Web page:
Please use this identifier to cite or link to this item: http://hdl.handle.net/2445/172796
Title: Dual Molecular Effects of Dominant RORA Mutations Cause Two Variants of Syndromic Intellectual Disability with Either Autism or Cerebellar Ataxia
Author: Guissart, Claire
Latypova, Xenia
Rollier, Paul
Khan, Tahir N.
Stamberger, Hannah
McWalter, Kirsty
Cho, Megan T.
Kjaergaard, Susanne
Weckhuysen, Sarah
Lesca, Gaetan
Besnard, Thomas
Õunap, Katrin
Schema, Lynn
Chiocchetti, Andreas G.
Mcdonald, Marie
Bellescize, Julitta de
Vincent, Marie
Van Esch, Hilde
Sattler, Shannon
Forghani, Irman
Thiffault, Isabelle
Freitag, Christine M.
Barbouth, Deborah Sara
Cadieux-Dion, Maxime
Willaert, Rebecca
Guillen Sacoto, Maria J.
Safina, Nicole P.
Dubourg, Christèle
Grote, Lauren
Carre, Wilfrid
Saunders, Carol
Pajusalu, Sander
Farrow, Emily
Boland, Anne
Karlowicz, Danielle Hays
Deleuze, Jean-François
Wojcik, Monica H.
Pressman, Rena
Isidor, Bertrand
Vogels, Annick
Van Paesschen, Wim
Al-Gazali, Lihadh
Mohamed Al Shamsi, Aisha
Claustres, Mireille
Pujol Onofre, Aurora
Sanders, Stephan
Rivier, François
Leboucq, Nicolas
Cogne, Benjamin
Sasorith, Souphatta
Sanlaville, Damien
Retterer, Kyle
Odent, Sylvie
Katsanis, Nicholas
Bézieau, Stéphane
Koenig, Michel
Davis, Erica E.
Pasquier, Laurent
Küry, Sébastien
Keywords: Autisme
Malalties neurodegeneratives
Autism
Neurodegenerative diseases
Issue Date: 3-Jan-2018
Publisher: Cell Press
Abstract: ROR alpha, the RAR-related orphan nuclear receptor alpha, is essential for cerebellar development. The spontaneous mutant mouse staggerer, with an ataxic gait caused by neurodegeneration of cerebellar Purkinje cells, was discovered two decades ago to result from homozygous intragenic Rora deletions. However, RORA mutations were hitherto undocumented in humans. Through a multi-centric collaboration, we identified three copy-number variant deletions (two de novo and one dominantly inherited in three generations), one de novo disrupting duplication, and nine de novo point mutations (three truncating, one canonical splice site, and five missense mutations) involving RORA in 16 individuals from 13 families with variable neurodevelopmental delay and intellectual disability (ID)-associated autistic features, cerebellar ataxia, and epilepsy. Consistent with the human and mouse data, disruption of the D. rerio ortholog, roraa, causes significant reduction in the size of the developing cerebellum. Systematic in vivo complementation studies showed that, whereas wild-type human RORA mRNA could complement the cerebellar pathology, mis sense variants had two distinct pathogenic mechanisms of either haploinsufficiency or a dominant toxic effect according to their localization in the ligand-binding or DNA-binding domains, respectively. This dichotomous direction of effect is likely relevant to the phenotype in humans: individuals with loss-of-function variants leading to haploinsufficiency show ID with autistic features, while individuals with de novo dominant toxic variants present with ID, ataxia, and cerebellar atrophy. Our combined genetic and functional data highlight the complex mutational landscape at the human RORA locus and suggest that dual mutational effects likely determine phenotypic outcome.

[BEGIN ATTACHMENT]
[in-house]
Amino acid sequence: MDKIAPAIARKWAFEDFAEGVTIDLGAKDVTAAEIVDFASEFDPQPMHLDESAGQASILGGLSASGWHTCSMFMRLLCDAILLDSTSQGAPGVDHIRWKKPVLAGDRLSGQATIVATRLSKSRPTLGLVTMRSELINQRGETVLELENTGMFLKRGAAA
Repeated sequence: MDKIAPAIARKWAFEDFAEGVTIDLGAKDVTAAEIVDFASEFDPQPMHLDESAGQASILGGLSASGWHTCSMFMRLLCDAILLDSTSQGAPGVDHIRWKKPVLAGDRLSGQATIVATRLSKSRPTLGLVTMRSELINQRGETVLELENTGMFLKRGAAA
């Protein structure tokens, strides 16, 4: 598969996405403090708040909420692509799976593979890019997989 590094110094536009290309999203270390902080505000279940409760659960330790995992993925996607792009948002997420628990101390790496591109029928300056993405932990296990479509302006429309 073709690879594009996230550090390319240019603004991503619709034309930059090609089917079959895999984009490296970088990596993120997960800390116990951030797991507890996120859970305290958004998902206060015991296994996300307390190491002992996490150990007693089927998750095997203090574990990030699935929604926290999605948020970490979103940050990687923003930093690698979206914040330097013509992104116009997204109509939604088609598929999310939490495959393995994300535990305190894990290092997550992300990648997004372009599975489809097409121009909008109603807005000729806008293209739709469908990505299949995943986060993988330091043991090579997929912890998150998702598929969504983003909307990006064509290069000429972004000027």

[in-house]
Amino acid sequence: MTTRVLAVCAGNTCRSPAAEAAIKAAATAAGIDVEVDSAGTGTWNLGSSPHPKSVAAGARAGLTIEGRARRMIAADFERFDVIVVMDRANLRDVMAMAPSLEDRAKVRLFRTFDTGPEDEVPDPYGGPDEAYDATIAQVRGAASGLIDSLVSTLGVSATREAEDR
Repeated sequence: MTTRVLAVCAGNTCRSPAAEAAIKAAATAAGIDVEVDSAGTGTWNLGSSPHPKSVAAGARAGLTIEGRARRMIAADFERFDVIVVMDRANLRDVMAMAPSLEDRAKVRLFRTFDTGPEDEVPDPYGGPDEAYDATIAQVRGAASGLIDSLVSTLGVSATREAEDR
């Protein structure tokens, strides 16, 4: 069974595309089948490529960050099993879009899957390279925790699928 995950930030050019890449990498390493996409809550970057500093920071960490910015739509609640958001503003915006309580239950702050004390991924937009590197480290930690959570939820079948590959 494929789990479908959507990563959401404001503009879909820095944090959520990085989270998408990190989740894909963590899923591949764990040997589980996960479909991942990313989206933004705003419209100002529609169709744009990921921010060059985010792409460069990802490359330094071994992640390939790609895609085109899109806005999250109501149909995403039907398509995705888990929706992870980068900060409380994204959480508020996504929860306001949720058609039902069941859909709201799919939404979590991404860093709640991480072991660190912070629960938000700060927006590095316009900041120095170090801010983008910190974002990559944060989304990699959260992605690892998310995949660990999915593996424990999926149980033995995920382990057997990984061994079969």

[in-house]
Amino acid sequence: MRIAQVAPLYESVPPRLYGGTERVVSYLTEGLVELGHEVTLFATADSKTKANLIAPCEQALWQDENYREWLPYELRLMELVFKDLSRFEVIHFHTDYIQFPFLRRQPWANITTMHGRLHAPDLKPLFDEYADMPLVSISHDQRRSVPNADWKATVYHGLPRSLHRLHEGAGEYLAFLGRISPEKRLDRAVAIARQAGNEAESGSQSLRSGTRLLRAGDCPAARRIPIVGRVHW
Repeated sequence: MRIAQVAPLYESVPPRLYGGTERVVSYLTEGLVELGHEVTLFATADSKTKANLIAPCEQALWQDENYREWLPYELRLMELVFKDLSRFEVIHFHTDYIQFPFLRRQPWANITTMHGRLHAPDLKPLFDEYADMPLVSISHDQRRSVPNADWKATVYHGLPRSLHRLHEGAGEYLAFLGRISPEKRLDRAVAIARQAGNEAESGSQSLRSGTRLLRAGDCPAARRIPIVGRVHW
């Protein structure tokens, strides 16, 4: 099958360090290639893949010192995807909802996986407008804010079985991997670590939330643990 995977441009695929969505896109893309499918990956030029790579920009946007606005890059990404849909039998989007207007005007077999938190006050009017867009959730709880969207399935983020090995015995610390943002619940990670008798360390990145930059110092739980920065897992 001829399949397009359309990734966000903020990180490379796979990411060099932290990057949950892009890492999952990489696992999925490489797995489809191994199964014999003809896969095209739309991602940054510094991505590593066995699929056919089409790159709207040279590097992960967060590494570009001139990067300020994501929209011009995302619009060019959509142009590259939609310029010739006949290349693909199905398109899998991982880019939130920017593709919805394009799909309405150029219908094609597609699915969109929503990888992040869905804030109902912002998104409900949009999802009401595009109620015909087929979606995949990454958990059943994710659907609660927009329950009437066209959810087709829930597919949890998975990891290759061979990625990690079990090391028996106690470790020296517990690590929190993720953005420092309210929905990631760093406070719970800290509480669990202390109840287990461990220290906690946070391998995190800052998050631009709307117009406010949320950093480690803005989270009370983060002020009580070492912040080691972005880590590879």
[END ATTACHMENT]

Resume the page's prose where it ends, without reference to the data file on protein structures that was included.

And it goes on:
Note: Versió postprint del document publicat a: https://doi.org/10.1016/j.ajhg.2018.02.021
It is part of: American Journal of Human Genetics, 2018, vol. 102, num. 5, p. 744-759
URI: http://hdl.handle.net/2445/172796
Related resource: https://doi.org/10.1016/j.ajhg.2018.02.021
Appears in Collections:Articles publicats en revistes (Institut d'lnvestigació Biomèdica de Bellvitge (IDIBELL))

Files in This Item:
File Description SizeFormat 
GuissartC.pdf1.04 MBAdobe PDFView/Open


This item is licensed under a Creative Commons License Creative Commons